Article submitted by Terri McDermott, E-RYT500, IYTA, SOYA Lead Faculty

utthita = extended, tri = three, kona = angle; trikona = triangle

Many yoga asanas are named after animals and were developed based upon yogis’ observations of them in their environment. Some asanas are named after the Rishis and Sages themselves. And some are named after phenomena of the natural universe as observed by the great yoga masters. 

In my research of Utthita Trikonasana, I find that it was described in the 20th century in the teachings of Tirumalai Krishnamacharya in 1934.

Let me share my interpretation of what this beautiful asana means to me!  Based on Sacred Geometry, the triangle is a symbol that underlies all sacred shapes (tetrahedron, hexahedron, octahedron, dodecahedron & icosahedron) and symbolizes balance, harmony, completion.  Rising upwards, elevating us to Higher Consciousness.  To simplify, when I balance myself in preparation for this asana, by reaching out from midline to both my right and left with my arms and legs, I am relying on my total being to bring me to a place of connection between the Mother Earth and the Divine, aligning all 3 (three) of my existences into balances.  When in this asana, the formation of 3 (three) triangles is formed.  I love to think that one of those triangles is my Stuhla Sharira or physical body, one of those triangles is my Sukshma Sharira or energetic body and the last contains my Karana Sharira or my karmic/seed body.  When touching the Earth with one hand, extending my other hand to the Heavens, all three of my existences are connecting in harmony with the Earth and the Universe!  Why would that not bring me joy???

Tirumalai Krishnamacharya

Let's experience Utthita Trikonasana

  • Begin by planting your feet on the Earth or your mat, become aware of your roots and foundation.  Step wide and, again, check in with your foundation.  Distribute your weight throughout your feet evenly.  
  • Inhale the arms up and on the exhale reach out. Seek to center your wrists, palms down, over the ankles.  
  • Look to your right and soften the shoulders.  Engage the core by contracting below the navel. 
  • Shift the right toes into the same direction as your right fingertips. Shift the left heel towards the back of your mat, leaving your left foot at a 45 degree angle.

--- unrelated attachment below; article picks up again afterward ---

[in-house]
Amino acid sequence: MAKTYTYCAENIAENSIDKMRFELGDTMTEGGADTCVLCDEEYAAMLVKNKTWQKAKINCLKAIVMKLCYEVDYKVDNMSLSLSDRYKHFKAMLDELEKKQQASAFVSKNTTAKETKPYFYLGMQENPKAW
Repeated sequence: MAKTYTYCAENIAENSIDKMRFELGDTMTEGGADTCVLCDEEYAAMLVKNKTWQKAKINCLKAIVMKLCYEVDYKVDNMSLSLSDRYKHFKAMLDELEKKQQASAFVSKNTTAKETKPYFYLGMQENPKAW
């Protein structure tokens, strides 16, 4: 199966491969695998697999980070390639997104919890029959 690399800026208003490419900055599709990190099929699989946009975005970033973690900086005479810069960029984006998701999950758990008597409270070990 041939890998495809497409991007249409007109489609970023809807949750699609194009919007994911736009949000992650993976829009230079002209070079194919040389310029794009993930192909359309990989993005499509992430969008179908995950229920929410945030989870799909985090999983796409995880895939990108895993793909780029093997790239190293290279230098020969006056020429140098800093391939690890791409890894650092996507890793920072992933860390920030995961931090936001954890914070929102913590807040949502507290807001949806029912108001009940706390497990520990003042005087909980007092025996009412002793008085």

• Inhale deeply and on the exhale shift the left hip back, while reaching out with the right arm.  Hips and heart remain open.  
  • Check in with your foundation, assuring that your weight is evenly distributed throughout the feet, core is engaged. 
  • Without collapsing the torso towards the Earth, shift the arms and stack the shoulders.  Some may be able to touch the Earth with the right hand, some rest the right hand on the inside of the right leg, while the left hand reaches towards the Heavens! Alternately, your left arm can rest along your side or place hand on your hip.
  • Use your core to stay right where you are without allowing the weight of the body to settle on the leg or the Earth, as this causes collapse of the side body and torso.  
  • Remember, where your gaze goes, the body follows.  If it is available to you, send your gaze to the sky or look straight ahead should one have neck issues.  
  • Breathe steadily for several breaths in this pose. 
  • Rest and repeat on the other side.  *Please note that this is also a beautiful asana to practice with the stability of a wall behind you when learning to find your foundation within your core and through the feet.

How to exit Uttitha Trikonasana:

  • Engage the core, inhale, press into the Earth with the right big toe mound and lift the body back up to standing.  Some may need to bend the right knee slightly to rise.  
  • Turn the toes on both feet towards the long edge of the mat and, as a counter pose, inhale and dive forward into a beautiful wide legged forward fold.

Benefits of the Extended Triangle Pose

In addition to the spiritual benefits mentioned above by T. Krishnamacharya, it is important that I note how wonderful this asana is for our physical body. Utthita Trikonasana tones the leg muscles, removes stiffness from the legs and hips, relieves backaches and neck sprains, strengthens the ankles, stimulates the internal organs and develops the chest. Not to mention it is a fabulous side stretch.  It also assists in the development of confidence and will power. 

Get lost in the beauty of “BEING” the vessel connecting the Divine and the Earth to your soul!   It doesn’t get any better. 


Find Awareness
Terri McDermott, E-RYT500, IYTA, founder of Svastha and Peaceful Poses.

Terri attended her first yoga classes in an elementary school basement learning yoga from a dedicated mom. That seed took root and continues to grow strong, taking her on a path of spiritual growth and coaxing within her the need to continue to learn about the intricacies of the human body, the mind and spirit. She is currently offering SOYA 200hr and 300hr teacher training programs in online and hybrid formats, and immersions in Michigan and Florida.